Another type of fruit that shows some promising research when it comes to sleep is sour and tart cherries. One study found that two servings of sour cherry juice per day increased sleep quality, while another study found that there was an increase in melatonin in urine samples as well as a significant increase in total sleep time and sleep quality in individuals that consumed tart cherries each day compared to those that consumed a placebo (8,9,10)

Try to pick up cherries during the cherry season (which is unfortunately very short) remove the pit and freeze to be able to use throughout the year, alternately supermarkets often stock bags of frozen cherries for when they are out of season.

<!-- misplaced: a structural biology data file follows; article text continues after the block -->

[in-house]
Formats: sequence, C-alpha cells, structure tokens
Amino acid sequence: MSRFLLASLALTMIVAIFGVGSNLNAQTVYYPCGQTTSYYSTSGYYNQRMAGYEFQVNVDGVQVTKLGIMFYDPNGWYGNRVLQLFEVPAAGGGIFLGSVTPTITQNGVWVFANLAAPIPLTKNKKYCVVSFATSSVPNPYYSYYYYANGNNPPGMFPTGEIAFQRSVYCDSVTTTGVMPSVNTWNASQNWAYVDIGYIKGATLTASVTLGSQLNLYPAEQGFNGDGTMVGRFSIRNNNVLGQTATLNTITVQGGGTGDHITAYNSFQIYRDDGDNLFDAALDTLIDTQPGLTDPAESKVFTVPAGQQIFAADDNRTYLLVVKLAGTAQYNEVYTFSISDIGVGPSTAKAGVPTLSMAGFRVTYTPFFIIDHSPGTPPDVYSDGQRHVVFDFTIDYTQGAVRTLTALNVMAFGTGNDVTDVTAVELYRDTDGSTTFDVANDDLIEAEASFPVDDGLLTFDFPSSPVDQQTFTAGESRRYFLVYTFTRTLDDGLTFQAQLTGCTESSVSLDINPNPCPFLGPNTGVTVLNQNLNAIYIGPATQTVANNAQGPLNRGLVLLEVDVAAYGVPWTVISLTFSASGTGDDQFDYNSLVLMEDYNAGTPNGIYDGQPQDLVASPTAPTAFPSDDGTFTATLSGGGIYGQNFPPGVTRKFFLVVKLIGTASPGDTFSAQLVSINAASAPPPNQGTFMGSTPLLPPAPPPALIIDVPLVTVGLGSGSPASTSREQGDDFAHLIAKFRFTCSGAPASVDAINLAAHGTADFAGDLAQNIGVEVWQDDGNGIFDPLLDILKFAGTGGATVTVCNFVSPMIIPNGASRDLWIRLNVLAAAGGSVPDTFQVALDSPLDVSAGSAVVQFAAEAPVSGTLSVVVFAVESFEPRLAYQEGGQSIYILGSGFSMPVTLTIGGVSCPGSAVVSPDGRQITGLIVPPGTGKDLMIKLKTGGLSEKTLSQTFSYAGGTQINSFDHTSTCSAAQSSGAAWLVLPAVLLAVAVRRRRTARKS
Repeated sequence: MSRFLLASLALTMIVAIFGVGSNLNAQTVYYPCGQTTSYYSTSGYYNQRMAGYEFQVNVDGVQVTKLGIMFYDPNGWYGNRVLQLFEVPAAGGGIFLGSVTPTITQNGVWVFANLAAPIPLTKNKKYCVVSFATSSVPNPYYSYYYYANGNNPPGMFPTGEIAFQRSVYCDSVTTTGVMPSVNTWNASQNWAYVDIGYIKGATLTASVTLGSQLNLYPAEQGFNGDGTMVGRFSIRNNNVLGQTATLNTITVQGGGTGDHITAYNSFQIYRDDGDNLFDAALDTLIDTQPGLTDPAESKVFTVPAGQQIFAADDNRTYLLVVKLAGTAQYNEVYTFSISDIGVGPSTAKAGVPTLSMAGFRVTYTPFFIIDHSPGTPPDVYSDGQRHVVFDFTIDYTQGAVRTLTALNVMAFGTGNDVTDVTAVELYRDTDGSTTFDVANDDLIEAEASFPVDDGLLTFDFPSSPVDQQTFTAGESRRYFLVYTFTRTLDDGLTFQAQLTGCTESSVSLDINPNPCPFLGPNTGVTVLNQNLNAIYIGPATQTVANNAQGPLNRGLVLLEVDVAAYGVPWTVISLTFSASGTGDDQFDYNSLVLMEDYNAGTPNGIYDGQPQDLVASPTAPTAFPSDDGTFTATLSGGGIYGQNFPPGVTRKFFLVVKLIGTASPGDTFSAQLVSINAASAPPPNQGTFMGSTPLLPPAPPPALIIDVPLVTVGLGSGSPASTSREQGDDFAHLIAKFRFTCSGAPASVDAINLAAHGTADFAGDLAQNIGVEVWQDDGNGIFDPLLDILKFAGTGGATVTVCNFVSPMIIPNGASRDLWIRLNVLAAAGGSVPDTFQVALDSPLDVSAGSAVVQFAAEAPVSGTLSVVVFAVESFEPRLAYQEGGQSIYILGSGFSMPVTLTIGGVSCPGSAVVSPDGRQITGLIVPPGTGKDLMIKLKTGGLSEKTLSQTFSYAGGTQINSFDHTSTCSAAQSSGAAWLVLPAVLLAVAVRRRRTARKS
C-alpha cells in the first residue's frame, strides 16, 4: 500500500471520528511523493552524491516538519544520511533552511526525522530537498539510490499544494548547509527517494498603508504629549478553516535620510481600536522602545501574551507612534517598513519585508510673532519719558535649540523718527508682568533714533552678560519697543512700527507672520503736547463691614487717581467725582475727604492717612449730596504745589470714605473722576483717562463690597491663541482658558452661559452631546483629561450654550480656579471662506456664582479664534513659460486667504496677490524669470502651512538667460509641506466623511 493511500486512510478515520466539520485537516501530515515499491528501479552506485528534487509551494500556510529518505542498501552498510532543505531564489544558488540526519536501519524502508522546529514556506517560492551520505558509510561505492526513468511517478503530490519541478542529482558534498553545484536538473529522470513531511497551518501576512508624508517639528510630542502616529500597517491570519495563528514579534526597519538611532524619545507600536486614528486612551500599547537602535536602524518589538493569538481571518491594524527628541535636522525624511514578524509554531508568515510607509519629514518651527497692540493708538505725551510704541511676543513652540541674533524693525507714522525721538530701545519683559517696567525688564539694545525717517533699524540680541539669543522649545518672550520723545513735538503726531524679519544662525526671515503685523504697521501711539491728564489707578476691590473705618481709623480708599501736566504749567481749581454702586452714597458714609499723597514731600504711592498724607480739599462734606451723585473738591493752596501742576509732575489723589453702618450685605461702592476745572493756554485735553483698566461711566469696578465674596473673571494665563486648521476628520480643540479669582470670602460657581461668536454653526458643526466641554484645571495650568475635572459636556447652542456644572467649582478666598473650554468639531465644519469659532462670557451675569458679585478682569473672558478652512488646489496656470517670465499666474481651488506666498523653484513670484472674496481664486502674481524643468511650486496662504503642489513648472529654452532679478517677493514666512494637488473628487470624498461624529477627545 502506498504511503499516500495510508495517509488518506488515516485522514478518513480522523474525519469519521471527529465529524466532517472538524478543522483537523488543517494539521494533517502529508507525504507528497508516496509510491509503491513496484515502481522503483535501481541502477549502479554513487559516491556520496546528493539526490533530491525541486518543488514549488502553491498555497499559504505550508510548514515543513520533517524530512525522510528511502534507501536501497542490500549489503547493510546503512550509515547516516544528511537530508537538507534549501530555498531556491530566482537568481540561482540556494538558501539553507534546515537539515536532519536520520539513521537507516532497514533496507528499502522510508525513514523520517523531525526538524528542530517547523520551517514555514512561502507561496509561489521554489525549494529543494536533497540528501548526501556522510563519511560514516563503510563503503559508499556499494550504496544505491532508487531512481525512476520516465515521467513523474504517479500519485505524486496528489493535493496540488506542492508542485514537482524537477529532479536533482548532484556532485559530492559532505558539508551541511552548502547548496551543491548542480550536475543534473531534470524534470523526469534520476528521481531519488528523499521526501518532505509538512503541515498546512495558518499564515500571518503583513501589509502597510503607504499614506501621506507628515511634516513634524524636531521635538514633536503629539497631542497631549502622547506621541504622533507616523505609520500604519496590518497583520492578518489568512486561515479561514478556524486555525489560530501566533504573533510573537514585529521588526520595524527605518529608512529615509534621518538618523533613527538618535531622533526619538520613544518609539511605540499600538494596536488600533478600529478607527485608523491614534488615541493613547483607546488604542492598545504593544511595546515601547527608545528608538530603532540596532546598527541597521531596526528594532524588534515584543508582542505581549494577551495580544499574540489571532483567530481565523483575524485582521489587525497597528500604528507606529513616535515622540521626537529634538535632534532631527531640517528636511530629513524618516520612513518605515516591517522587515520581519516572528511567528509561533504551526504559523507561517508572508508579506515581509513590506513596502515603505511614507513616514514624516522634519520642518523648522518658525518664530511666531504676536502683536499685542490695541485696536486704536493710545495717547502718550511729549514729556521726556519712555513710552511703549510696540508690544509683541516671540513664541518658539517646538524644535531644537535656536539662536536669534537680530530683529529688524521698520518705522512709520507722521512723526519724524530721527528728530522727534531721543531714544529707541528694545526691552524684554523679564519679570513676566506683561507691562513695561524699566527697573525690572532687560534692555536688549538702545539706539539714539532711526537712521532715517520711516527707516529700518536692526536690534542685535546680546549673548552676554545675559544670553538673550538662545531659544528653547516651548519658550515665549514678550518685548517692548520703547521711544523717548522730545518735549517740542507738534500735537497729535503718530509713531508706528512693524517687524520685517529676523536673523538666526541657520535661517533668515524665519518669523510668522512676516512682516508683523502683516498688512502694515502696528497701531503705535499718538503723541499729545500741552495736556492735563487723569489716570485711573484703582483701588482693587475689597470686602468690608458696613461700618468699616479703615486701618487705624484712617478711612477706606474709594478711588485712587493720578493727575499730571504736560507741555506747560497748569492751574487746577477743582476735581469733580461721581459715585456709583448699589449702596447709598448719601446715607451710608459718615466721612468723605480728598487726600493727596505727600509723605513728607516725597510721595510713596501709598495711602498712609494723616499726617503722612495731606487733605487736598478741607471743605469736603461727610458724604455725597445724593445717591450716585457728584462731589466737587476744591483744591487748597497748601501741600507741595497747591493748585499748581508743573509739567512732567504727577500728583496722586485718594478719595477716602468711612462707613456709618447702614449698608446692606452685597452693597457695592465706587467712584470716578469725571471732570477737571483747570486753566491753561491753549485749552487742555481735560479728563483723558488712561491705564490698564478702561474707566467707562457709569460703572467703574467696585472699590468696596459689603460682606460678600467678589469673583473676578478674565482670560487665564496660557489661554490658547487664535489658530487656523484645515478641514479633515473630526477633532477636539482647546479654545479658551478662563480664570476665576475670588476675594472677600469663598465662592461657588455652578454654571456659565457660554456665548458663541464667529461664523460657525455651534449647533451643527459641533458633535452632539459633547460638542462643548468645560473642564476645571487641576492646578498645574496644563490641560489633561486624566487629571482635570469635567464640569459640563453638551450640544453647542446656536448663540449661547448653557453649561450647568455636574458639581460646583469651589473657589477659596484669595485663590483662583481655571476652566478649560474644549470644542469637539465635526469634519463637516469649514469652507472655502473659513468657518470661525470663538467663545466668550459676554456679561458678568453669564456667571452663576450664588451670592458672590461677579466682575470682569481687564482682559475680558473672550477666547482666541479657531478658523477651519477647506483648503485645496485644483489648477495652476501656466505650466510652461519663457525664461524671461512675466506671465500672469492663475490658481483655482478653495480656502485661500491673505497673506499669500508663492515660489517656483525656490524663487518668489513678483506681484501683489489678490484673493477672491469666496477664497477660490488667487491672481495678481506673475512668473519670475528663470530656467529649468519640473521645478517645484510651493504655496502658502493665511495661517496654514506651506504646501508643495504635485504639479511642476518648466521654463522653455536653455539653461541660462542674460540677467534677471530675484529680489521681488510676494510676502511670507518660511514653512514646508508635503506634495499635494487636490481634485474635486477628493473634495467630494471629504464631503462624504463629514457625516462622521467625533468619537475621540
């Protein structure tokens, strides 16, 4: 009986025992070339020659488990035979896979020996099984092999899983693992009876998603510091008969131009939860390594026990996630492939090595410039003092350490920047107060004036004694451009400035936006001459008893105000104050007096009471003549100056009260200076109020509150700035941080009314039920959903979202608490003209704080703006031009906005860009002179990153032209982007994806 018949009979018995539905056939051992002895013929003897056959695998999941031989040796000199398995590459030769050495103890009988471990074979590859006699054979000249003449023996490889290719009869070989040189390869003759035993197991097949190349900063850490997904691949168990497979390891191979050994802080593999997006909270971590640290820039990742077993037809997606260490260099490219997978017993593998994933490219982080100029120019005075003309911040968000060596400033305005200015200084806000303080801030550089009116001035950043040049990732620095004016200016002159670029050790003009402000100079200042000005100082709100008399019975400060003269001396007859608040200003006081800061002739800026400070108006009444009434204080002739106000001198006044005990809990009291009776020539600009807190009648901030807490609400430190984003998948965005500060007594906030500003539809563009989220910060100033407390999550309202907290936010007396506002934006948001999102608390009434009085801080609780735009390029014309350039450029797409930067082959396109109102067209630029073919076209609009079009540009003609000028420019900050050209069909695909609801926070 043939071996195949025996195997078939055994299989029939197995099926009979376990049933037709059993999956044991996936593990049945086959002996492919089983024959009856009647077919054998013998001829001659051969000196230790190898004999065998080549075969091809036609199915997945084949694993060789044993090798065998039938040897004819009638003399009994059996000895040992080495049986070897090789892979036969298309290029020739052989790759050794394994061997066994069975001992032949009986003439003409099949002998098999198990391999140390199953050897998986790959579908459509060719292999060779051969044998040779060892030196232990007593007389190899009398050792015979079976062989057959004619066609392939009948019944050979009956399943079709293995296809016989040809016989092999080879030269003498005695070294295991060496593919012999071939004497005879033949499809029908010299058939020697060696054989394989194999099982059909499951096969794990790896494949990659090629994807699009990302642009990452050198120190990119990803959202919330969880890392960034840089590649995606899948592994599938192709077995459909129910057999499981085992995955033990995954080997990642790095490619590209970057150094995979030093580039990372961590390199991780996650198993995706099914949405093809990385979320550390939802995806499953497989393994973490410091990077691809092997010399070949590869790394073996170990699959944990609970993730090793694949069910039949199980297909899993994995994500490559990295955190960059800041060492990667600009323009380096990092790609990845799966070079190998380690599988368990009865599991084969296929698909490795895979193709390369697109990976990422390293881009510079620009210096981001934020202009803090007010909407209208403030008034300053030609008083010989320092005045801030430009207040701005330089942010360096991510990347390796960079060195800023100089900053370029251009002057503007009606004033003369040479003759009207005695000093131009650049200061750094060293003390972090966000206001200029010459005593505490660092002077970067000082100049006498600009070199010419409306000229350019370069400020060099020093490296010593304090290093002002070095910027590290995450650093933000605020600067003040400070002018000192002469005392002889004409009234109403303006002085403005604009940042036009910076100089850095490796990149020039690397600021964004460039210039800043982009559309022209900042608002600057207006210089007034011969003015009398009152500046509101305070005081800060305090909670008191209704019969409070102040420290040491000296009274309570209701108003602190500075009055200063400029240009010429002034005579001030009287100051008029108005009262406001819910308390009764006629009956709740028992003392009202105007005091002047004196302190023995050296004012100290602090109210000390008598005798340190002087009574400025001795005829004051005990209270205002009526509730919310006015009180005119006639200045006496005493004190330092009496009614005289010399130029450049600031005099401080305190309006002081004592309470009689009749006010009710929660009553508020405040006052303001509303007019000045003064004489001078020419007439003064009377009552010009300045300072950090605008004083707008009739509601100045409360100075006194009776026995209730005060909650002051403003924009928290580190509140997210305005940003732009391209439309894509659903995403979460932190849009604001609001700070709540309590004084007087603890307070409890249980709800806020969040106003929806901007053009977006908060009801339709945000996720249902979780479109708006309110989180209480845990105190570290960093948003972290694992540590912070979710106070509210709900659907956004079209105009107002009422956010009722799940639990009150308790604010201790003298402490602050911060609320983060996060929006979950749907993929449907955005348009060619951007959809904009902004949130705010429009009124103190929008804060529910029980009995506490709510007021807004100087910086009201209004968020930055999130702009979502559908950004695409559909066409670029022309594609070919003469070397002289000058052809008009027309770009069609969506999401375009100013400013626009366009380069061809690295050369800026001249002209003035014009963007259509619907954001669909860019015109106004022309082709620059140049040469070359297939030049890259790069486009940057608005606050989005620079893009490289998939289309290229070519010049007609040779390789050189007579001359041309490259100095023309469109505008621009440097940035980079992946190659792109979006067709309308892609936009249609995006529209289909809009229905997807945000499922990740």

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Note: when giving cherries to little ones I would recommend removing the pit, stewing then straining through a colander to ensure no pits are left, you could add this to top porridge or yogurt.

Finally, a food that also swims into the spotlight when it comes to overall sleep quality is oily fish, like salmon, tuna, sardines, and mackerel. Why do oily fish help with sleep? The research suggests that it could be due to the high levels of omega-3 fatty acids and vitamin D that are present in oily fish as these play an important role in the body’s production of melatonin (11).